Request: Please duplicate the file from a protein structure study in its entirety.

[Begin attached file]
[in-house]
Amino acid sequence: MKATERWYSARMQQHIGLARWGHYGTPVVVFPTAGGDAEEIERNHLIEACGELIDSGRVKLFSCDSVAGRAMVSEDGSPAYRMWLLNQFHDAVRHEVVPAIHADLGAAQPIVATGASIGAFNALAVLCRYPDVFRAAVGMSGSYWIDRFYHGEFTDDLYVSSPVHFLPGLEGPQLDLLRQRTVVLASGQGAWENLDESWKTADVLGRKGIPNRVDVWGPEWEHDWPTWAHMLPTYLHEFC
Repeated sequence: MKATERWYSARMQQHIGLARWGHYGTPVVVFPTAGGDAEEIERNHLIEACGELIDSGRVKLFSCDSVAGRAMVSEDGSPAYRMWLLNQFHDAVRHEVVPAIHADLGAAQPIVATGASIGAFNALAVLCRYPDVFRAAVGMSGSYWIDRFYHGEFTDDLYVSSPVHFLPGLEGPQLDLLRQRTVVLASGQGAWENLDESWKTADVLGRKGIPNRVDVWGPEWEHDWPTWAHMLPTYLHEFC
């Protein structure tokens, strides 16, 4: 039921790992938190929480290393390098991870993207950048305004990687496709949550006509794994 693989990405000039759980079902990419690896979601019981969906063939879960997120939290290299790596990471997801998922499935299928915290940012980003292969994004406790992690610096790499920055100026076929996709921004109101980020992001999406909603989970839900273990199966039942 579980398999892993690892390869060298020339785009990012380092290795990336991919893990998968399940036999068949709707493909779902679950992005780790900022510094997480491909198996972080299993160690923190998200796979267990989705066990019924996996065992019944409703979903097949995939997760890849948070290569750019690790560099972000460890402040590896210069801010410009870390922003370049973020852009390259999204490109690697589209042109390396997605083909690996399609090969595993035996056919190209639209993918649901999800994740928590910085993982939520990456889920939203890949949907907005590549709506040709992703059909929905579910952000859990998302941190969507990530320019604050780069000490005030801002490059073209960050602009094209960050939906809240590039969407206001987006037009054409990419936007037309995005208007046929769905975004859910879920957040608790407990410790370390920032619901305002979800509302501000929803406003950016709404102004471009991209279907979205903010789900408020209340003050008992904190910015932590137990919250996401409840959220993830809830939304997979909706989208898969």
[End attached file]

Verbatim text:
[in-house]
Amino acid sequence: MKATERWYSARMQQHIGLARWGHYGTPVVVFPTAGGDAEEIERNHLIEACGELIDSGRVKLFSCDSVAGRAMVSEDGSPAYRMWLLNQFHDAVRHEVVPAIHADLGAAQPIVATGASIGAFNALAVLCRYPDVFRAAVGMSGSYWIDRFYHGEFTDDLYVSSPVHFLPGLEGPQLDLLRQRTVVLASGQGAWENLDESWKTADVLGRKGIPNRVDVWGPEWEHDWPTWAHMLPTYLHEFC
Repeated sequence: MKATERWYSARMQQHIGLARWGHYGTPVVVFPTAGGDAEEIERNHLIEACGELIDSGRVKLFSCDSVAGRAMVSEDGSPAYRMWLLNQFHDAVRHEVVPAIHADLGAAQPIVATGASIGAFNALAVLCRYPDVFRAAVGMSGSYWIDRFYHGEFTDDLYVSSPVHFLPGLEGPQLDLLRQRTVVLASGQGAWENLDESWKTADVLGRKGIPNRVDVWGPEWEHDWPTWAHMLPTYLHEFC
């Protein structure tokens, strides 16, 4: 039921790992938190929480290393390098991870993207950048305004990687496709949550006509794994 693989990405000039759980079902990419690896979601019981969906063939879960997120939290290299790596990471997801998922499935299928915290940012980003292969994004406790992690610096790499920055100026076929996709921004109101980020992001999406909603989970839900273990199966039942 579980398999892993690892390869060298020339785009990012380092290795990336991919893990998968399940036999068949709707493909779902679950992005780790900022510094997480491909198996972080299993160690923190998200796979267990989705066990019924996996065992019944409703979903097949995939997760890849948070290569750019690790560099972000460890402040590896210069801010410009870390922003370049973020852009390259999204490109690697589209042109390396997605083909690996399609090969595993035996056919190209639209993918649901999800994740928590910085993982939520990456889920939203890949949907907005590549709506040709992703059909929905579910952000859990998302941190969507990530320019604050780069000490005030801002490059073209960050602009094209960050939906809240590039969407206001987006037009054409990419936007037309995005208007046929769905975004859910879920957040608790407990410790370390920032619901305002979800509302501000929803406003950016709404102004471009991209279907979205903010789900408020209340003050008992904190910015932590137990919250996401409840959220993830809830939304997979909706989208898969």